Following a hearing conducted on March 8, 2016, the trial court entered an order on October 27, 2016, granting declaratory judgment in favor of the County, denying the City's motion for summary judgment, and directing the City to pay the County unremitted liquor-by-the-drink tax revenue in the same manner as the county property tax was distributed. The court specifically found that the language of Tennessee Code Annotated § 57-4-306(a)(2)(A) (2013) and the meaning of "jurisdiction" as it was used in Tennessee Code Annotated § 57-4-103(a)(1) were ambiguous. The court then examined the legislative history of the 2014 Amendment but made no reference in its order to the legislative history underlying the 1982 Amendment that effected the governing version of subsection -306(a)(2)(A). Although the court found the legislative history surrounding the 2014 Amendment to be "ambiguous" in terms of determining the General Assembly's intent, the court agreed "with the County's argument that it would be counterintuitive for the legislature to codify a remedial measure allowing an 'aggrieved' county school board to recover Consumption Tax proceeds from a municipality operating its own school system if the legislature never intended such an outcome."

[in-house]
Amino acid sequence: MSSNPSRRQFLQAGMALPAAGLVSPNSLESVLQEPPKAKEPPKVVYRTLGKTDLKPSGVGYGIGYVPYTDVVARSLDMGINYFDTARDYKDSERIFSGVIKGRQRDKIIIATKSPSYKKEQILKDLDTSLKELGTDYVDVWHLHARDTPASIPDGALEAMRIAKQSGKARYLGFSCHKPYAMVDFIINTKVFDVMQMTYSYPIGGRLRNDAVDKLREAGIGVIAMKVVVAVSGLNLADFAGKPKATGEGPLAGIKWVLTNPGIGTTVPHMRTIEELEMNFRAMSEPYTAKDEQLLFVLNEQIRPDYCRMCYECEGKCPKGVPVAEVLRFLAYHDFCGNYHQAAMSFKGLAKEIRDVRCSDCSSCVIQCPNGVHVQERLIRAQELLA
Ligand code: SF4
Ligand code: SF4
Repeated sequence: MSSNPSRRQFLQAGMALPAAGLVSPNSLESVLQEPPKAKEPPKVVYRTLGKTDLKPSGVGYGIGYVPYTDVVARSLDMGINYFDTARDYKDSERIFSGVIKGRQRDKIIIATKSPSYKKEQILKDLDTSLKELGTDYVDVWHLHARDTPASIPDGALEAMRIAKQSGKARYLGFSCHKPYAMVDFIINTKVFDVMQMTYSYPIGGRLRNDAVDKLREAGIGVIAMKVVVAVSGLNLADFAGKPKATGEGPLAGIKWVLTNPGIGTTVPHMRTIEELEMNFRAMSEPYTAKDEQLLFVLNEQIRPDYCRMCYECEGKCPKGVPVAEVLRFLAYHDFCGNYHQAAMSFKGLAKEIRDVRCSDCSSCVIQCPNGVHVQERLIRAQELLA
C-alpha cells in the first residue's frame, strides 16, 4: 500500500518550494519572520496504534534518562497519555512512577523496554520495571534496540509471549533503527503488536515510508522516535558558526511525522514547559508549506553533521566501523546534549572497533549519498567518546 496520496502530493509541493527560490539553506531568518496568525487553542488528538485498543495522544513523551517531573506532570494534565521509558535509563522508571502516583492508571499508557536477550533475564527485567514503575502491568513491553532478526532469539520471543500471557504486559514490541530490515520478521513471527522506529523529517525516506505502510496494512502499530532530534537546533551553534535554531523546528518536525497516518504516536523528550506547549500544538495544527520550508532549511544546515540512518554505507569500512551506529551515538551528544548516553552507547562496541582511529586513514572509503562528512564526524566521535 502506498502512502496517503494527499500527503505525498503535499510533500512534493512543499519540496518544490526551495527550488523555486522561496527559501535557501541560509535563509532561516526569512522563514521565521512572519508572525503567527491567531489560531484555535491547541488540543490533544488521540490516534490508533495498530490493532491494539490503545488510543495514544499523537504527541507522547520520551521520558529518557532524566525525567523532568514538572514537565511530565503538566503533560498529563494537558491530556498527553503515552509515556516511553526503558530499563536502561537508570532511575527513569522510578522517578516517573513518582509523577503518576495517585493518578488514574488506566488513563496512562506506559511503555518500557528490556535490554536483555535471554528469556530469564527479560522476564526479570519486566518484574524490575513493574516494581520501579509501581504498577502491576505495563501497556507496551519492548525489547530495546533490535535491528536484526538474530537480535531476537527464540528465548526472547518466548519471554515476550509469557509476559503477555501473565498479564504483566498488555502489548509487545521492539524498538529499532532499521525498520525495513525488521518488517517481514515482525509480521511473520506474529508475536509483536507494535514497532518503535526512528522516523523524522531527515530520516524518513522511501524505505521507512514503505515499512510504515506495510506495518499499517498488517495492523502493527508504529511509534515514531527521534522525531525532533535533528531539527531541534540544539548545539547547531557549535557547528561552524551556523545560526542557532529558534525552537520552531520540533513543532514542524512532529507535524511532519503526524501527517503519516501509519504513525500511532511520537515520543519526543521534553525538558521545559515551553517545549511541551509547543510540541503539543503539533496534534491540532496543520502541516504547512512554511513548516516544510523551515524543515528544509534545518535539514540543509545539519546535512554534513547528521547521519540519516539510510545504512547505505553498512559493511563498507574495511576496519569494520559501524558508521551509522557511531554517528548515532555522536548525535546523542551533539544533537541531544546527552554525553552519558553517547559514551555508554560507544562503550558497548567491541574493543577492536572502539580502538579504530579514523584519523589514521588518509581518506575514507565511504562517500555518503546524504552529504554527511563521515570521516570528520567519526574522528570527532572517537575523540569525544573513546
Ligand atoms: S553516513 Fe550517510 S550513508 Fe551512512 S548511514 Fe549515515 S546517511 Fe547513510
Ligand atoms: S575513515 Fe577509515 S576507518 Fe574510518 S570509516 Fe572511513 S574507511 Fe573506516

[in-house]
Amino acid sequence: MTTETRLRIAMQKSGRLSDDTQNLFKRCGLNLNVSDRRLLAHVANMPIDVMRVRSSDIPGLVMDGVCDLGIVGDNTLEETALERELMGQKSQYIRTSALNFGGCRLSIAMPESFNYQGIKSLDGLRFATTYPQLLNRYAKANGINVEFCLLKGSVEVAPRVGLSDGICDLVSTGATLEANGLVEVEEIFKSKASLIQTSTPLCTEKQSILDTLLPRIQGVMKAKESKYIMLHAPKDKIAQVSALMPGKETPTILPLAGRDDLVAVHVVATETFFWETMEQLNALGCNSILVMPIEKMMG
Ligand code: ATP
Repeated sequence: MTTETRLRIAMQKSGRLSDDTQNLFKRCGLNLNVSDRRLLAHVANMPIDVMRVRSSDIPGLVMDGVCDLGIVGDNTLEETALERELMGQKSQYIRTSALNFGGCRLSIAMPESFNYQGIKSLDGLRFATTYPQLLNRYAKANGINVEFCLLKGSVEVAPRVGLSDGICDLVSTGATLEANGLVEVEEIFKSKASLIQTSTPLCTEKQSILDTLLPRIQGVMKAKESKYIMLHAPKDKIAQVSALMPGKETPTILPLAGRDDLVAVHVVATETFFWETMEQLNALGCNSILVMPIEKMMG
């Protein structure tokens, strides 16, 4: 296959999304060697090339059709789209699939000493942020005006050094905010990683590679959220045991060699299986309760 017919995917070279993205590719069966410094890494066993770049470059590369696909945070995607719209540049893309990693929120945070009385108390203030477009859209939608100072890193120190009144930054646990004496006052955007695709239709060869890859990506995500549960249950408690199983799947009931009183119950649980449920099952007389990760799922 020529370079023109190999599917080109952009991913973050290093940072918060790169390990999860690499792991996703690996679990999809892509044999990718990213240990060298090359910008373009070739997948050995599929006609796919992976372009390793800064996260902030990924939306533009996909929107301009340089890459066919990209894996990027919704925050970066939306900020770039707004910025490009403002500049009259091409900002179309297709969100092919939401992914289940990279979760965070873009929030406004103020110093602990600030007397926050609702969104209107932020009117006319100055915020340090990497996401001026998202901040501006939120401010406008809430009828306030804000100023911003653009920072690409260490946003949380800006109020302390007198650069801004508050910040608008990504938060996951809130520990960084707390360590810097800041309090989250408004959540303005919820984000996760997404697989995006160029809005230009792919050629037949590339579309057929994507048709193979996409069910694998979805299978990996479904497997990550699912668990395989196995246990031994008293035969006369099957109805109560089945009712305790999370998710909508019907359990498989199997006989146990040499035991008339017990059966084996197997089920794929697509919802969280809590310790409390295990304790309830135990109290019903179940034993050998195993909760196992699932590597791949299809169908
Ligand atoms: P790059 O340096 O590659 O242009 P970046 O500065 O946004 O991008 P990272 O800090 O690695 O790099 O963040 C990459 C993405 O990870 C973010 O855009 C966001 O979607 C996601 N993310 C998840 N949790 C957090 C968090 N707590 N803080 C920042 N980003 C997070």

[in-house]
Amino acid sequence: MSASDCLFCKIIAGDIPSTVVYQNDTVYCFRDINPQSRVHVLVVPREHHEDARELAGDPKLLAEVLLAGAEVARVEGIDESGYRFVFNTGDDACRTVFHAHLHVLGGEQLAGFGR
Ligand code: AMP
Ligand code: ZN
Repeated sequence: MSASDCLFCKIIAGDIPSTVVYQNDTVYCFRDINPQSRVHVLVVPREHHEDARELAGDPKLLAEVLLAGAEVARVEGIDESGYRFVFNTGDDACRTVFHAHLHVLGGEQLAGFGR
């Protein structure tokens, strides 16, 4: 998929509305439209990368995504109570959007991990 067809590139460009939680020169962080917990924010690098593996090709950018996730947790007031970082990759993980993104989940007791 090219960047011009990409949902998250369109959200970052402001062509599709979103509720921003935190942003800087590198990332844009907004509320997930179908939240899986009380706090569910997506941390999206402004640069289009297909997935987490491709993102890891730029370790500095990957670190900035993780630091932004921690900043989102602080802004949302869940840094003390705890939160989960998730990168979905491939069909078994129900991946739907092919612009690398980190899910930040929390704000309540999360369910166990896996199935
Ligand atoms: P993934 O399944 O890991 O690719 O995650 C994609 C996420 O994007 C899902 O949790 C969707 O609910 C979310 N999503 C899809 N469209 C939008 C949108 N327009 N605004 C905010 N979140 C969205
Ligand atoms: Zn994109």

The trial court went on to find that because "there are ambiguities in both the statute and in the legislative history, the Court must consider public policy concerns." The court concluded in pertinent part:

[P]ublic policy and the principles of equity and fairness demand that students across the State receive essentially the same education opportunities whether they attend City or County schools. Any other result would be inequitable, unjust and against a well settled public policy of equal education opportunities for all students in the State.